Ching Wei Chang, Sanjay Kumar
Stress fibers (SFs) are bundles of F-actin, actin-binding proteins, and non-muscle myosin II (NMMII) that enable cells to generate traction forces against the extracellular matrix. It has recently been shown that two isoforms of NMMII (NMMIIA and NMMIIB) play distinct roles in orchestrating cellular contractile forces, yet the specific contribution of each isoform to stress fiber viscoelastic properties remains incompletely understood. To address this open question, we used laser nanosurgery to disrupt single SFs in living cells in the setting of isoform-specific NMMII suppression. We used lentiviral shRNAs to knock down the heavy chains of NMMIIA and NMMIIB in U373 MG human glioma cells, severed individual mCherry LifeAct-labeled SFs, and tracked viscoelastic SF retraction kinetics. The retraction of the two severed ends of the SF was recorded and the retraction behavior was fit to a Kelvin-Voigt model described by a viscoelastic time constant (τ) and a plateau retraction distance (L0). Our results demonstrate that NMMIIA and NMMIIB have different contributions to cell morphology and SF viscoelastic properties. NMMIIA suppression produced a dose-dependent morphology change and also produced slightly faster SF retraction kinetics. By contrast, NMMIIB suppression to a greater extent reduced the time constant associated with viscoelastic retraction, consistent with our previous findings with myosin light chain kinase inhibition (Tanner et al., Biophys J 2010). This may suggest a model in which NMMII isoforms provide different levels of resistance in SF retraction. To our knowledge, this represents the first attempt to resolve isoform-specific contributions of NMMII to stress fiber mechanics and provides new insight into the roles specific myosin II isoforms play in the mechanobiology of human glioma cells. Given recent observations that NMMII can promote glioma cell invasion by generating high contractile forces, this study may also lend insight into the molecular biophysical basis of tumor invasion.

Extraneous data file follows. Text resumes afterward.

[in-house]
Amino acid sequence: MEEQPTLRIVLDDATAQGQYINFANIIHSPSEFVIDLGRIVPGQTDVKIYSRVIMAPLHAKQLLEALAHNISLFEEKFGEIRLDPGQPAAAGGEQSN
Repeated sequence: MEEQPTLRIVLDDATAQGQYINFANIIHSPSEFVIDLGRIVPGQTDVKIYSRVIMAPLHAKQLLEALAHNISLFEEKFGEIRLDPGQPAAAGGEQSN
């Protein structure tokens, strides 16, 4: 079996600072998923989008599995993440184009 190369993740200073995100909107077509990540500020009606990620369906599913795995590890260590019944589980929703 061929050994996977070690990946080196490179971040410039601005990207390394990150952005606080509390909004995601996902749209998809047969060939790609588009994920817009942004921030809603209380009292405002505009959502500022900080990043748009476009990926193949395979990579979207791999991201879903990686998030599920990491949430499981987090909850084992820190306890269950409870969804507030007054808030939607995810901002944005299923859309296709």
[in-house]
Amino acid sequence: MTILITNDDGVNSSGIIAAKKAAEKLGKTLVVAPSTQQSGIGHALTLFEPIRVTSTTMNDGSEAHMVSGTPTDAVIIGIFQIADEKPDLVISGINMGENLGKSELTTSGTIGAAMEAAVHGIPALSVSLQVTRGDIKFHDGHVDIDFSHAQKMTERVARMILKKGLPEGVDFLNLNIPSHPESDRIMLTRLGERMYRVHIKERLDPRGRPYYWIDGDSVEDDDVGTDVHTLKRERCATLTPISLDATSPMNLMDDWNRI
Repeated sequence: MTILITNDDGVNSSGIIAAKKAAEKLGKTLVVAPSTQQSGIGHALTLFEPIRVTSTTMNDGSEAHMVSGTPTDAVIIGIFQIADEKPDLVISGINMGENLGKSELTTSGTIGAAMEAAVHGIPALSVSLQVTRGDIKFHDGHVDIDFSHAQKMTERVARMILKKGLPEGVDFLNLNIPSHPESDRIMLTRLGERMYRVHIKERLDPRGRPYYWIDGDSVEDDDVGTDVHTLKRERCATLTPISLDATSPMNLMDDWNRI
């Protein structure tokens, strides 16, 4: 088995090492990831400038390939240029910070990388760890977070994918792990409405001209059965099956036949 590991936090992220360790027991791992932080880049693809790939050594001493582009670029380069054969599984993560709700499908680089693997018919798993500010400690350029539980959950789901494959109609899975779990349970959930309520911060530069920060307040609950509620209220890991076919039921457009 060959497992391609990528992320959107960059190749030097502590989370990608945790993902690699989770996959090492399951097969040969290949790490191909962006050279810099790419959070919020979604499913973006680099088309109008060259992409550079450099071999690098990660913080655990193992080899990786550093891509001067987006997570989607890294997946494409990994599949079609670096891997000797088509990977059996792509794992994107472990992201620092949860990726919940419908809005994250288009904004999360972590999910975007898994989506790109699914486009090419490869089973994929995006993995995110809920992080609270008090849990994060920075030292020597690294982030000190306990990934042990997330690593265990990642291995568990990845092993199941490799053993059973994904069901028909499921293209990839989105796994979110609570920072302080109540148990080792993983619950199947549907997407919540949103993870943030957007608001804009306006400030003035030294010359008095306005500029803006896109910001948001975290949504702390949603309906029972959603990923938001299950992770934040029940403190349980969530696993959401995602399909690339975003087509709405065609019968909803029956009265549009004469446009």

Stress-Induced Whitening occurs in Demineralized Bone
1,2Hardisty, M R; 3Garcia-Nolen T; 2Choy S; 2Dahmubed J; 3Stover, S; 1,2Fyhrie D P